Meet Julian Jares

by David
Meet Julian

Throughout 2018, I met some amazing people and that is were I met Julian from Argentina (This was the nickname on my phone as I had 4 Julian’s already in my contact list) You might ask how did I meet Julian who is from Argentina on such a tiny island. We met at Mater Dei’s (Local Hospital) parentcraft and from there I already knew that he will be a great dad, since he treated his wife so good and was already reading all sort of books and his child wasn’t born yet. In a nutshell, I wanted to start this blog interview with Julian as in my eyes he is a superdad

Maltese Daddy: Thank you Julian for taking time from your busy schedule to answer a few questions to all dads out there.

Julian: My pleasure, I am glad to help.

Maltese Daddy: What is your son’s name?

Julian: My son’s name is Felix Daniel, Daniel after my father

Maltese Daddy: What do you enjoy most about being a father?

Julian: I think I always wanted to be a father, and though it radically changed our lives, it has become so natural that after 3 short months I don’t remember what it was like not being one. I love to see him smile, and when we manage to do small things, like getting him to sleep.

Maltese Daddy: Does your job affect your daddy life?

Julian: My job is very stressful itself, but very relaxed in the sense that I can go home whenever Felix needs me, and I can work from home if for instance they had a bad night and need me to play with Felix while my wife sleeps a bit more. In that sense it hasn’t made a real difference. I actually enjoy coming to work and having some me-time, it makes the whole parenthood easier. Felix came in the middle of an international transfer for us, and that make us fly often to Barcelona, but he has absolutely no issue with flying, sleeping in hotels, etc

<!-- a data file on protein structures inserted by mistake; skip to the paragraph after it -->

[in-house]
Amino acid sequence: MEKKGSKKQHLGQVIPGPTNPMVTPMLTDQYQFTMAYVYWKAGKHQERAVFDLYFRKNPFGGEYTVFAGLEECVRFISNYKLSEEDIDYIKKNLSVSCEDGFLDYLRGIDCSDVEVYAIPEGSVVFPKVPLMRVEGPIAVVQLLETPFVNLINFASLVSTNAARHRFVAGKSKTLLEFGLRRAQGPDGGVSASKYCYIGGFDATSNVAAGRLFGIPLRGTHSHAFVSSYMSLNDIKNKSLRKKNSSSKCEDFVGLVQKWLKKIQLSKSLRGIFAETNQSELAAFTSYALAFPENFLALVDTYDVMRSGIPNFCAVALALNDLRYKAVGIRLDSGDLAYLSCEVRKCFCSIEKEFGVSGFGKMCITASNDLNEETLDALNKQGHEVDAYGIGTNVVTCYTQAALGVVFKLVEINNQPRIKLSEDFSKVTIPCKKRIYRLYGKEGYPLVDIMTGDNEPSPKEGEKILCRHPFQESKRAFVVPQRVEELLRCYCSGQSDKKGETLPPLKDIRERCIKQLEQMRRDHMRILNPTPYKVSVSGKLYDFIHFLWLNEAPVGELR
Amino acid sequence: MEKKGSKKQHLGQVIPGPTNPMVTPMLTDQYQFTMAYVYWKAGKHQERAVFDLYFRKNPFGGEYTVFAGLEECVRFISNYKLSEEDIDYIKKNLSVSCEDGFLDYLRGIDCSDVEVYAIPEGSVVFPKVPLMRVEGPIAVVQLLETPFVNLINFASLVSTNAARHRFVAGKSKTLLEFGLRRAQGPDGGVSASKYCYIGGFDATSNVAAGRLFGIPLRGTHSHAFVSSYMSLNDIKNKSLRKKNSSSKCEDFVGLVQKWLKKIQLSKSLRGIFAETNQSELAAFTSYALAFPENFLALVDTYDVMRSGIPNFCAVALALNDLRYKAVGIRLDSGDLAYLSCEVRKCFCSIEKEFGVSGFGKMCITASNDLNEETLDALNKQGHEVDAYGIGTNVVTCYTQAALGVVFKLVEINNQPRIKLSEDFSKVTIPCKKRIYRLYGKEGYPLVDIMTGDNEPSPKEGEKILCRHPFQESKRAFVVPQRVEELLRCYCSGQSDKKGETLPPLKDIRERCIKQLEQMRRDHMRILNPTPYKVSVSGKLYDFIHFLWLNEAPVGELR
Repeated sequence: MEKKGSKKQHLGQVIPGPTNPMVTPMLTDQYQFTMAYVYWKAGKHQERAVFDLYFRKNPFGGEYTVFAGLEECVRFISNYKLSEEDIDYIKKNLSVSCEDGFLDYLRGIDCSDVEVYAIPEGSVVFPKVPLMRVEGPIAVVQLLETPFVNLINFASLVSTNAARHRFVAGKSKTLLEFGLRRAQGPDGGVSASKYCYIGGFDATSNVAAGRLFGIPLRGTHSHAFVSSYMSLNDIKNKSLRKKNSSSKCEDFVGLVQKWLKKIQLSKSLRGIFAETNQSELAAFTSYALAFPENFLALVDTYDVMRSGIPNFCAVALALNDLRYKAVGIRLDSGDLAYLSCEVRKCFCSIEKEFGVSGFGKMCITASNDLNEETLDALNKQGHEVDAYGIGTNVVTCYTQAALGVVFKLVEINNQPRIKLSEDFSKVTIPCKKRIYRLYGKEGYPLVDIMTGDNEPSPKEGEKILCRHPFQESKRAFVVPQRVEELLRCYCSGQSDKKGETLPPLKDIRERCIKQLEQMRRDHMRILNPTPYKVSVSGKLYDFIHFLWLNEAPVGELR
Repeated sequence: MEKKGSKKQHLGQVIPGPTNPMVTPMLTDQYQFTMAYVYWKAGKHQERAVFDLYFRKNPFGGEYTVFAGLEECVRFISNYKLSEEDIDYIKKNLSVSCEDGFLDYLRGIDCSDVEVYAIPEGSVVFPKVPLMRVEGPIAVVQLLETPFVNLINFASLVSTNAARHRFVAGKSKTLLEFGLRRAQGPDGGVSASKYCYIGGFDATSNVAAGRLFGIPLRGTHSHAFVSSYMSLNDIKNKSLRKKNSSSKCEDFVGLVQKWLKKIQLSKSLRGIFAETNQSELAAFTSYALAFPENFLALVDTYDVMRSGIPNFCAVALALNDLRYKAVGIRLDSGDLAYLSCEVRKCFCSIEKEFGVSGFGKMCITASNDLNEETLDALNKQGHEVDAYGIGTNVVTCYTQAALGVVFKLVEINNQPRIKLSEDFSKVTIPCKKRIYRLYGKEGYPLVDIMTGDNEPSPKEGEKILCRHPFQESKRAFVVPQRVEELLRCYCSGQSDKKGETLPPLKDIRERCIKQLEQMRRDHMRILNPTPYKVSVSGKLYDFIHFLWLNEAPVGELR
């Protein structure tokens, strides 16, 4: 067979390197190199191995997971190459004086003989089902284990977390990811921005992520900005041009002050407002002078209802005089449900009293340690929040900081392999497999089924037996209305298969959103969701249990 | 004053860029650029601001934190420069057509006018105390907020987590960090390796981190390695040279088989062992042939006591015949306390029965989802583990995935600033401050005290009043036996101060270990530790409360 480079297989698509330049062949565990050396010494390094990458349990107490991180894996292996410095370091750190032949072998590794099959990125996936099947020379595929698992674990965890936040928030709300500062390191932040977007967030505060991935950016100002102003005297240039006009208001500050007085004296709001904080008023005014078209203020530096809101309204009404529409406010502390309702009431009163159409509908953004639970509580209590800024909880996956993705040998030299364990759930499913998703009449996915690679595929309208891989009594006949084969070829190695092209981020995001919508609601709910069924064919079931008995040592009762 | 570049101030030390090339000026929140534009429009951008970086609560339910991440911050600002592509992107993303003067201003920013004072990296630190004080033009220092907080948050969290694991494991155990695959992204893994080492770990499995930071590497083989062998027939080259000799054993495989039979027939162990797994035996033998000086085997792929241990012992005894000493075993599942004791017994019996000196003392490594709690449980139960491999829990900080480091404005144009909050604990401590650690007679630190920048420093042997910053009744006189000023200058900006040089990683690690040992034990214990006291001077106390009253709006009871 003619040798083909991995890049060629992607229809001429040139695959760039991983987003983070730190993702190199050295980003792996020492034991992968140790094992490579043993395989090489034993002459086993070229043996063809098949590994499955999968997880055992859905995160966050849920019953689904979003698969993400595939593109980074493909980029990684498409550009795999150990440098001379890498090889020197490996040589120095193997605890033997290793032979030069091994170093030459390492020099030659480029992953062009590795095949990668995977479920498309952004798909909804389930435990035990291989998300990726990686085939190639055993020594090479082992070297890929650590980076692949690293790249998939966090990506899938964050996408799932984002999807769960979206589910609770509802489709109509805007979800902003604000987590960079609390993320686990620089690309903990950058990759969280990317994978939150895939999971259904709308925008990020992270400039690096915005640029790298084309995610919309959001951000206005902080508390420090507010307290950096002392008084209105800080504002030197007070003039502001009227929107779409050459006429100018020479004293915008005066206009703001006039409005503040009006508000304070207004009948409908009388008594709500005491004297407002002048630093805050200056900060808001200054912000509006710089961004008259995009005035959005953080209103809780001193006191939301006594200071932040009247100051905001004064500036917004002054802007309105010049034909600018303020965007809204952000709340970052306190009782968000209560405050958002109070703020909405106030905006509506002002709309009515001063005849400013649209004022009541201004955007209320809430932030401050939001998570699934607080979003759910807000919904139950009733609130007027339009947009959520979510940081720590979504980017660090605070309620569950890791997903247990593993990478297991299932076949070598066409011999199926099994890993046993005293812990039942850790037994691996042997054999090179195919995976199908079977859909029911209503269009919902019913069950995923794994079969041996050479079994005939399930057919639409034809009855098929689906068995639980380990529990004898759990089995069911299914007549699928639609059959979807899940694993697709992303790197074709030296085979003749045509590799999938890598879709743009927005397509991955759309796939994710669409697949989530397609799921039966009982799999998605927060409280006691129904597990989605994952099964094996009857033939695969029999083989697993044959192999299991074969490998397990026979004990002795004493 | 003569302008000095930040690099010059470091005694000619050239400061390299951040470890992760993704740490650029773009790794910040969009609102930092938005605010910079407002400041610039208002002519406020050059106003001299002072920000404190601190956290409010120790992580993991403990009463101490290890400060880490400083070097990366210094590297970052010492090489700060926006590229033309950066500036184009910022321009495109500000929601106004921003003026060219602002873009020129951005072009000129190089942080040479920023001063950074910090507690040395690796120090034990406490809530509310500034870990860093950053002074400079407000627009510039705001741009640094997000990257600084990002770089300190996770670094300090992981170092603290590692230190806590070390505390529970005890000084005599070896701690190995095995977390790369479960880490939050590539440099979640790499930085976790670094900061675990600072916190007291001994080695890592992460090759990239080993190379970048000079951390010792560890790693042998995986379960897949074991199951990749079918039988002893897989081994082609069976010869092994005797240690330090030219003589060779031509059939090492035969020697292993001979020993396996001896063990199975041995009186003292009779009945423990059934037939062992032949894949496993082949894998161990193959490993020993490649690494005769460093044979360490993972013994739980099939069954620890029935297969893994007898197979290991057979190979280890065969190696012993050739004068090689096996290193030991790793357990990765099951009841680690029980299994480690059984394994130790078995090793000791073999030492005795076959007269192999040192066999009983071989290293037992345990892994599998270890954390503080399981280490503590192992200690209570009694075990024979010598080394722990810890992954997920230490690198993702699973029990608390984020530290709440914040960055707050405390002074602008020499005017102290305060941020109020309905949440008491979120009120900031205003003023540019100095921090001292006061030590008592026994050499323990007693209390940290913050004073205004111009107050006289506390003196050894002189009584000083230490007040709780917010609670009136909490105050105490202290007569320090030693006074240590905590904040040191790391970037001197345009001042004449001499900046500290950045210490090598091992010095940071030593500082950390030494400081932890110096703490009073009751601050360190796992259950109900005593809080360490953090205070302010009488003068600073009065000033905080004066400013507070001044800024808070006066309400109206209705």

Maltese Daddy: How would you describe your experience when your wife gave birth to your Felix?

Julian: This was an unforgettable experience, a real bonding experience for us as a couple. Felix’s birth was a bit difficult; he was ready to come out but positioned himself slightly wrong in the end… we spent 15 hours at hospital, and she could not have done it without me, and I would not have wanted to miss it anyway. The process itself just showed me how strong she can be, and what she can withstand. Felix swallowed some meconium at the very end, and it was a bit scary, when he came out instantly and instinctively I knew something was wrong, but luckily we gave birth in the best hospital in the world, and they took him away, helped him breath/cry and now he is as healthy as he could be (wohoo)

Maltese Daddy: What traditions did your father pass on to you that you will pass on to your children?

Julian: I lost my father very young, some 15 years ago, but there is not a single day that I don’t remember him, something he’d say, something he’d do. He was full of knowledge I don’t even think he knew he had. I just hope I can pass on the same kind of knowledge to my kids, and have them love me like I love him.

Maltese Daddy: You finished your day at the office, arrived home… what is your daddy ritual? Eg. Eat dinner with the whole family, read a bedtime story to your children etc